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ROMANS ii. 10.


But glory, honour, and peace, to every man that worketh good.

THE Apostle, having in the preceding verses declared what is the portion of wicked men; viz. indignation and wrath, tribulation and anguish; in this verse declares what is the portion assigned to good men. In the words of the text we should


1. The description of a good man; viz. the man that worketh good. Such men are here described by the fruit which they bring forth. Christ has taught us that the tree is known by its fruit. Paul here describes them by that which most distinguishes them; not by the external privileges which they enjoy, or the light under which they live; but by the fruits which they bring forth. For as the Apostle says, in verse 13, “Not the hearers of the law are just before God, but the doers of it shall be justified." That which distinguishes good men from bad, is not that they hear good, or that they profess good, or that they intend good; but that they do good. They are workers of good.

2. The reward of such a man ; viz. "glory, honour, and peace;" in which are mentioned three sorts of good that are assigned to them as their portion. 1. Their moral good, expressed by the word glory. Glory shall be given them; i. e. they shall be made excellent and glorious. They shall be endued with those excellent and glorious qualifications, which will render them beautiful and lovely. They shall have the image of God, and be partakers of his holiness. Thus the word glory is used by St. Paul, 2 Cor. iii. 18, We are changed into the same image from glory to glory. 2. Their relative good; Honour. They shall be in most honourable circumstances. They shall be advanced to great dignity, receive a relation to God, and Christ, and the heavenly inhabitants, and God shall put honour upon them. 3. Their natural good; Peace: which, as it is used in the scriptures, signifies happiness; and includes all comfort, joy and pleasure.

I shall endeavour to show from the text, that glory, honour, and peace are the portion which God has given to all good men. In describing their happiness, I shall consider the successive parts of it; both here and hereafter.

First. I propose to treat of their happiness in this world. Those who are truly good men have been the subjects of a real, thorough work of conversion, and have had their hearts turned from sin to God. Of such persons it may be said, that they are truly blessed. They are often pronounced blessed by God. He is infinitely wise, and sees and knows all things. He perfectly knows who are blessed, and who are miserable. He hath said, "Blessed is the man that walketh not in the counsel of the ungodly."-"Blessed is he whose sins are forgiven.""Blessed is the man that maketh the Lord his trust."-"Blessed are the poor in spirit"-"the meek"-"the merciful"—"the pure in heart.”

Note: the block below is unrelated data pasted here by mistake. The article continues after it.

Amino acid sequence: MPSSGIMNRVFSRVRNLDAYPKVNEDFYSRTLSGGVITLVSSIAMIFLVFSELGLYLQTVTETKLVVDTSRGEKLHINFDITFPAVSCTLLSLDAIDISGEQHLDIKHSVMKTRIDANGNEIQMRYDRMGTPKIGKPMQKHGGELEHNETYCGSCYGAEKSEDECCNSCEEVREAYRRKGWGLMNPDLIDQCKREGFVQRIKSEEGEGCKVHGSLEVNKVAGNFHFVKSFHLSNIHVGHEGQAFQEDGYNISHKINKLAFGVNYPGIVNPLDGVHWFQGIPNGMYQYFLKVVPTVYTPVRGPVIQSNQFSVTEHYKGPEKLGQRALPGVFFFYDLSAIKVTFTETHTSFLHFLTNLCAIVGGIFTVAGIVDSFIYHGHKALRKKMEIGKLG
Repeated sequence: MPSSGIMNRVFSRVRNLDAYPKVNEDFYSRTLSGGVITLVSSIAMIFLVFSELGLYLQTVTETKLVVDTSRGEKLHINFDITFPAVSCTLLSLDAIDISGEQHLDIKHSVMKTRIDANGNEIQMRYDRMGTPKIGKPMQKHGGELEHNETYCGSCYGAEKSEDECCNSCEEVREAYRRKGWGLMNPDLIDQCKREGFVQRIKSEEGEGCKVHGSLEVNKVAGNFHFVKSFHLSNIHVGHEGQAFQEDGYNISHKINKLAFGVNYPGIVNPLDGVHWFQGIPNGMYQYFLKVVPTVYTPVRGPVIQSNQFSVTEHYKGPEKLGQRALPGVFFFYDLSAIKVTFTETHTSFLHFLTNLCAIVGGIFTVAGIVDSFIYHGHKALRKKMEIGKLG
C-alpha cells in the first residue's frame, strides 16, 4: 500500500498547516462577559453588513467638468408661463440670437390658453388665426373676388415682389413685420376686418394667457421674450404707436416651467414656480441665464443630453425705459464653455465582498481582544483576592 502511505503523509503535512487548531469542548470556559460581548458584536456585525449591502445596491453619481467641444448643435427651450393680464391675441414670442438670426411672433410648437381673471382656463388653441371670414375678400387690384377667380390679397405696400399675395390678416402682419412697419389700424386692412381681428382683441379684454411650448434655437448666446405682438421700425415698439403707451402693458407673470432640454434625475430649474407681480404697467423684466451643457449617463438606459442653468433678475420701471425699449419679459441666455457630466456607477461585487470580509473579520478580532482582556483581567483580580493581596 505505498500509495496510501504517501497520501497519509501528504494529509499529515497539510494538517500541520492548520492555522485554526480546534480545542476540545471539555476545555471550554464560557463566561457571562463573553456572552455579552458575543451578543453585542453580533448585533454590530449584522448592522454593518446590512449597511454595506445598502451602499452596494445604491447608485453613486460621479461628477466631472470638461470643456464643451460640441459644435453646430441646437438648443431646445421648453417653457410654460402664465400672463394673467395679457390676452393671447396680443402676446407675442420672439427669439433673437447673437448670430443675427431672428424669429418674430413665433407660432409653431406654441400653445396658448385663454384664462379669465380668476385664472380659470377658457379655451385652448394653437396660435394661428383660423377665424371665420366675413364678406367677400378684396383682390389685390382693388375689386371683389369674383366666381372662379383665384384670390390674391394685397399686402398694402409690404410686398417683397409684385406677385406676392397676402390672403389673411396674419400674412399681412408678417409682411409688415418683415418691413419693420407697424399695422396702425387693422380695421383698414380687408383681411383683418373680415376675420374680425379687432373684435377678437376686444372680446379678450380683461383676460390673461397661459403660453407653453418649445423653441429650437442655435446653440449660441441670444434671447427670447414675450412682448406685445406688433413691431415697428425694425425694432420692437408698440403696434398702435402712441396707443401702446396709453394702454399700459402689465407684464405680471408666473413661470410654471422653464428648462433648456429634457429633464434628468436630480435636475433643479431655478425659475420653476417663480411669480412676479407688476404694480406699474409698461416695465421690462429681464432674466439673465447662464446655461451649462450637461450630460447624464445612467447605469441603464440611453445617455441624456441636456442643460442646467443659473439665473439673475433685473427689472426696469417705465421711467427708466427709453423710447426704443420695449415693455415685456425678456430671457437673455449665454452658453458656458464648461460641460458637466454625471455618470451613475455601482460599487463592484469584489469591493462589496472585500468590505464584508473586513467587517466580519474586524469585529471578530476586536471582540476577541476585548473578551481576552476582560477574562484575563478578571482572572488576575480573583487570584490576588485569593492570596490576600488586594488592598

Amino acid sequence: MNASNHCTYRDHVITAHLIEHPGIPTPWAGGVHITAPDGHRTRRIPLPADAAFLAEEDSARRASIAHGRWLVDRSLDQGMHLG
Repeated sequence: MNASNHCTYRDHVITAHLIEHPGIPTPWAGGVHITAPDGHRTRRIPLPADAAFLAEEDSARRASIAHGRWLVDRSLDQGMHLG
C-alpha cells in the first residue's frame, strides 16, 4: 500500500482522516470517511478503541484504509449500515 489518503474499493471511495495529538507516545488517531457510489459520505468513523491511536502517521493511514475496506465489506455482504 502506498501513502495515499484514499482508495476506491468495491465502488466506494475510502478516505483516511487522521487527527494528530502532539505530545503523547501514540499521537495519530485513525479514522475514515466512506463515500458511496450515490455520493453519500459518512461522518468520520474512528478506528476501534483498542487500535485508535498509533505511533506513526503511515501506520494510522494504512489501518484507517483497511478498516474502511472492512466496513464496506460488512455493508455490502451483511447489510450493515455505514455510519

In considering the happiness of the righteous in this world, I shall pursue the method which the text obviously points out, and shall consider, 1. The excellency; 2. The honour; and, 3. The peace and pleasure which God bestows upon them in the present life.

I. The excellency or glory. The sum of this consists in their having the image of God upon them. When a person is converted, he has the image of God instamped on him. Coloss. iii. 10. "And have put on the new man, which is renewed in knowledge after the image of him who created him." And Ephes. iv. 23, 24: "And be renewed in the spirit of your mind, and that ye put on the new man, which after God is created in righteousness." They have their eyes opened, and are led into such a sight of God and thorough acquaintance with him, as changes the soul into the image of God's glory.

The real

What can render a creature more excellent than to have the very image of the Creator? and how blessed a change is that which is wrought in conversion, which brings a man thus to be in the image of God! For though the image of God in Christians in this world is very imperfect, yet it is real. image of God is most excellent, though it be imperfect. Hence, "the righteous is more excellent than his neighbour," and the saints are the excellent of the earth." The image of God is their glory, and it may well be called glory, for imperfect as it is, it renders them glorious in the eyes of the angels of heaven. The image of God is a greater beauty in their eyes than the brightness and glory of the sun in the firma